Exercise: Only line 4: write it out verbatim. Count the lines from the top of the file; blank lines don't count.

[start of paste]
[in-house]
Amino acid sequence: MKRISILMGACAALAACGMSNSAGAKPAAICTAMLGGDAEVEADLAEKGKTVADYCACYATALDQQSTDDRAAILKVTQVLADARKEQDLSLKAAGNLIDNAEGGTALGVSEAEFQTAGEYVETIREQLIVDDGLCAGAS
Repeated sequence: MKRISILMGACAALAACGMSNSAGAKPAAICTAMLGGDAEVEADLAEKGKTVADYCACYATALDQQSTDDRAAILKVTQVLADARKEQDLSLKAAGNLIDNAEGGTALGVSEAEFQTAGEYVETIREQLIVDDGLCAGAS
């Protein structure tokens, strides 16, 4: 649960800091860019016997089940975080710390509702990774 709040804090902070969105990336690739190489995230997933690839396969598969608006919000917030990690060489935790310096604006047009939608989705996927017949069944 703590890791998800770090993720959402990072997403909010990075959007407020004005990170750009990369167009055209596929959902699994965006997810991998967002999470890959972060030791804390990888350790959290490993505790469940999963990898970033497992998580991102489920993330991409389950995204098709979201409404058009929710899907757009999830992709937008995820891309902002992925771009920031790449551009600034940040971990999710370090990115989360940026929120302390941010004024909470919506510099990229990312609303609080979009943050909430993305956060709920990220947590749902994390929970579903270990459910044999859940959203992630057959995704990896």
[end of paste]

């Protein structure tokens, strides 16, 4: 649960800091860019016997089940975080710390509702990774 709040804090902070969105990336690739190489995230997933690839396969598969608006919000917030990690060489935790310096604006047009939608989705996927017949069944 703590890791998800770090993720959402990072997403909010990075959007407020004005990170750009990369167009055209596929959902699994965006997810991998967002999470890959972060030791804390990888350790959290490993505790469940999963990898970033497992998580991102489920993330991409389950995204098709979201409404058009929710899907757009999830992709937008995820891309902002992925771009920031790449551009600034940040971990999710370090990115989360940026929120302390941010004024909470919506510099990229990312609303609080979009943050909430993305956060709920990220947590749902994390929970579903270990459910044999859940959203992630057959995704990896």